In this first history of Arab American activism in the 1960s, Pamela Pennock brings to the forefront one of the most overlooked minority groups in the history of American social movements. Focusing on the ideas and strategies of key Arab American organizations and examining the emerging alliances between Arab American and other anti-imperialist and antiracist movements, Pennock sheds new light on the role of Arab Americans in the social change of the era. She details how their attempts to mobilize communities in support of Middle Eastern political or humanitarian causes were often met with suspicion by many Americans, including heavy surveillance by the Nixon administration. Cognizant that they would be unable to influence policy by traditional electoral means, Arab Americans, through slow coalition building over the course of decades of activism, brought their central policy concerns and causes into the mainstream of activist consciousness.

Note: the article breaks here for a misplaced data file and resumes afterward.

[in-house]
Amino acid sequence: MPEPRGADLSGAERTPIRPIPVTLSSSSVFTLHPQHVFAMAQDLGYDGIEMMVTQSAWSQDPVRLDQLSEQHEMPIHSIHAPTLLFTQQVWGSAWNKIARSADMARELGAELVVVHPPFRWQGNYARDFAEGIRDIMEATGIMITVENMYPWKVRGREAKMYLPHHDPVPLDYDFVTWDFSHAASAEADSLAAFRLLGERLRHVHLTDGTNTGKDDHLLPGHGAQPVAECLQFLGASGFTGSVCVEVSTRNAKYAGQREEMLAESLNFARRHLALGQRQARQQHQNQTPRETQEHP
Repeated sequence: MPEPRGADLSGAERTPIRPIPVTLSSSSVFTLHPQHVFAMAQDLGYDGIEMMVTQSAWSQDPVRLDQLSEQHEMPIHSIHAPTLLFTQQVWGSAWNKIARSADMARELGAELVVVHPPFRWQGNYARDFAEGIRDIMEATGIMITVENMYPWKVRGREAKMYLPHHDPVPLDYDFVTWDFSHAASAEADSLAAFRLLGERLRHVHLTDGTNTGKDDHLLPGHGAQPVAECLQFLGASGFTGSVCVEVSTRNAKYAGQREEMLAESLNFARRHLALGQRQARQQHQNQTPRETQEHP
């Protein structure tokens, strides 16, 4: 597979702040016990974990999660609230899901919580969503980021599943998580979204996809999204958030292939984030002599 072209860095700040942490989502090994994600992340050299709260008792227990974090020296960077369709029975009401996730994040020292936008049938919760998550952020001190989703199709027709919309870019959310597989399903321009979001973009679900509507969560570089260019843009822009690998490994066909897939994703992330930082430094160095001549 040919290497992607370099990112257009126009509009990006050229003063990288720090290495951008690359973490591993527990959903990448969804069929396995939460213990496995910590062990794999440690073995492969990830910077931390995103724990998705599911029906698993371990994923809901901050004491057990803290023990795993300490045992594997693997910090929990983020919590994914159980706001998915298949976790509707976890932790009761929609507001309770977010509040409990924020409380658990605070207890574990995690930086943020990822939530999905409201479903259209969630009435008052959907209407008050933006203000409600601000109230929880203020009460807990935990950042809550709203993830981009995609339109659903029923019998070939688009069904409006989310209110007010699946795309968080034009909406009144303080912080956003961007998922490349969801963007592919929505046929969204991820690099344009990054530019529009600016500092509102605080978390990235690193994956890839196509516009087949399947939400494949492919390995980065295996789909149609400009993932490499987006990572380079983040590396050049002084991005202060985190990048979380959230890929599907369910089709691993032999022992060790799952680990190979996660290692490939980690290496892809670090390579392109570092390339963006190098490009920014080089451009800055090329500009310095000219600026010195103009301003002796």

With the support of new archival and interview evidence, Pennock situates the civil rights struggle of Arab Americans within the story of other political and social change of the 1960s and 1970s. By doing so, she takes a crucial step forward in the study of American social movements of that era.